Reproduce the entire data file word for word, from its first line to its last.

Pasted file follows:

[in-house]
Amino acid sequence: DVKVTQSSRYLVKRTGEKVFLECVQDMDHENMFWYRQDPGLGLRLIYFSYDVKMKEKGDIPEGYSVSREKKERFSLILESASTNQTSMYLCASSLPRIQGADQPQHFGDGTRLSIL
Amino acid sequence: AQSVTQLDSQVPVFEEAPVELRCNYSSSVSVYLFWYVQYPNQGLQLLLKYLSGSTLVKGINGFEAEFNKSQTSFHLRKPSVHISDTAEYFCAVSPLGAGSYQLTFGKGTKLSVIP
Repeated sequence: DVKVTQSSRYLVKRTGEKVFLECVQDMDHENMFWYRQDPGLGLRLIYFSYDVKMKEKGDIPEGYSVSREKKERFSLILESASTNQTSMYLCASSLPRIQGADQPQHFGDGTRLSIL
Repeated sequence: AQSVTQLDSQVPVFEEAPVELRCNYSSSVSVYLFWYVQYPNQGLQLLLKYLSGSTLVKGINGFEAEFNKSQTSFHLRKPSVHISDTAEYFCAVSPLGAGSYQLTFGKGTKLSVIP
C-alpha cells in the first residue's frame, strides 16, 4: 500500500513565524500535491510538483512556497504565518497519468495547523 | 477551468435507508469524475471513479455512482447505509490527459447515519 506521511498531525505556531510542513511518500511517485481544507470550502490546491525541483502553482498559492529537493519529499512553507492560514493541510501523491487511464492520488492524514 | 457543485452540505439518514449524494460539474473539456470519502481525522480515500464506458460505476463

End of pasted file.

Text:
[in-house]
Amino acid sequence: DVKVTQSSRYLVKRTGEKVFLECVQDMDHENMFWYRQDPGLGLRLIYFSYDVKMKEKGDIPEGYSVSREKKERFSLILESASTNQTSMYLCASSLPRIQGADQPQHFGDGTRLSIL
Amino acid sequence: AQSVTQLDSQVPVFEEAPVELRCNYSSSVSVYLFWYVQYPNQGLQLLLKYLSGSTLVKGINGFEAEFNKSQTSFHLRKPSVHISDTAEYFCAVSPLGAGSYQLTFGKGTKLSVIP
Repeated sequence: DVKVTQSSRYLVKRTGEKVFLECVQDMDHENMFWYRQDPGLGLRLIYFSYDVKMKEKGDIPEGYSVSREKKERFSLILESASTNQTSMYLCASSLPRIQGADQPQHFGDGTRLSIL
Repeated sequence: AQSVTQLDSQVPVFEEAPVELRCNYSSSVSVYLFWYVQYPNQGLQLLLKYLSGSTLVKGINGFEAEFNKSQTSFHLRKPSVHISDTAEYFCAVSPLGAGSYQLTFGKGTKLSVIP
C-alpha cells in the first residue's frame, strides 16, 4: 500500500513565524500535491510538483512556497504565518497519468495547523 | 477551468435507508469524475471513479455512482447505509490527459447515519 506521511498531525505556531510542513511518500511517485481544507470550502490546491525541483502553482498559492529537493519529499512553507492560514493541510501523491487511464492520488492524514 | 457543485452540505439518514449524494460539474473539456470519502481525522480515500464506458460505476463